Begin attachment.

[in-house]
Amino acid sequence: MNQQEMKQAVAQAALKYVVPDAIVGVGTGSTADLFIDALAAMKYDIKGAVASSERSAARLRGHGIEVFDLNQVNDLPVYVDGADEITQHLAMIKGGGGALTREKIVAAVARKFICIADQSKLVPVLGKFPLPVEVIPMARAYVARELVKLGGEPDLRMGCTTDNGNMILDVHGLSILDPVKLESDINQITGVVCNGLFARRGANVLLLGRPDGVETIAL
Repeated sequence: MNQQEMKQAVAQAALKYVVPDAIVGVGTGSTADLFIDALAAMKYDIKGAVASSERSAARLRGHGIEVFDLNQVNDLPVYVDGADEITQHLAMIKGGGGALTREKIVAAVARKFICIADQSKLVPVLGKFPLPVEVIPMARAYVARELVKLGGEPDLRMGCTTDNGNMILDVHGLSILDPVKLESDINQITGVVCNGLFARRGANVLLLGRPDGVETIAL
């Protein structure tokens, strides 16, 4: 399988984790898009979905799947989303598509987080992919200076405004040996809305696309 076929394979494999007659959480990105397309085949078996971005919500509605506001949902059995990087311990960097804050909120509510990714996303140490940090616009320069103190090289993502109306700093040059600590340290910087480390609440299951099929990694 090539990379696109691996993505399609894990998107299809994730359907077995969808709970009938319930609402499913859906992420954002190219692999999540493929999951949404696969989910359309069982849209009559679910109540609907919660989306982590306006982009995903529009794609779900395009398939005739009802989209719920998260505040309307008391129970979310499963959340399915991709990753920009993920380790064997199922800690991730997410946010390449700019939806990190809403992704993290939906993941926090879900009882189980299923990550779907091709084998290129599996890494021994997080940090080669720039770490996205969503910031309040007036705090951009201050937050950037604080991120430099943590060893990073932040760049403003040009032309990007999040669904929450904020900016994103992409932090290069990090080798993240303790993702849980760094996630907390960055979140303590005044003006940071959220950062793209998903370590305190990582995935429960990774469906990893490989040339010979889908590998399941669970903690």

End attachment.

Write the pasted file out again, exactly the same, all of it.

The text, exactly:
[in-house]
Amino acid sequence: MNQQEMKQAVAQAALKYVVPDAIVGVGTGSTADLFIDALAAMKYDIKGAVASSERSAARLRGHGIEVFDLNQVNDLPVYVDGADEITQHLAMIKGGGGALTREKIVAAVARKFICIADQSKLVPVLGKFPLPVEVIPMARAYVARELVKLGGEPDLRMGCTTDNGNMILDVHGLSILDPVKLESDINQITGVVCNGLFARRGANVLLLGRPDGVETIAL
Repeated sequence: MNQQEMKQAVAQAALKYVVPDAIVGVGTGSTADLFIDALAAMKYDIKGAVASSERSAARLRGHGIEVFDLNQVNDLPVYVDGADEITQHLAMIKGGGGALTREKIVAAVARKFICIADQSKLVPVLGKFPLPVEVIPMARAYVARELVKLGGEPDLRMGCTTDNGNMILDVHGLSILDPVKLESDINQITGVVCNGLFARRGANVLLLGRPDGVETIAL
């Protein structure tokens, strides 16, 4: 399988984790898009979905799947989303598509987080992919200076405004040996809305696309 076929394979494999007659959480990105397309085949078996971005919500509605506001949902059995990087311990960097804050909120509510990714996303140490940090616009320069103190090289993502109306700093040059600590340290910087480390609440299951099929990694 090539990379696109691996993505399609894990998107299809994730359907077995969808709970009938319930609402499913859906992420954002190219692999999540493929999951949404696969989910359309069982849209009559679910109540609907919660989306982590306006982009995903529009794609779900395009398939005739009802989209719920998260505040309307008391129970979310499963959340399915991709990753920009993920380790064997199922800690991730997410946010390449700019939806990190809403992704993290939906993941926090879900009882189980299923990550779907091709084998290129599996890494021994997080940090080669720039770490996205969503910031309040007036705090951009201050937050950037604080991120430099943590060893990073932040760049403003040009032309990007999040669904929450904020900016994103992409932090290069990090080798993240303790993702849980760094996630907390960055979140303590005044003006940071959220950062793209998903370590305190990582995935429960990774469906990893490989040339010979889908590998399941669970903690």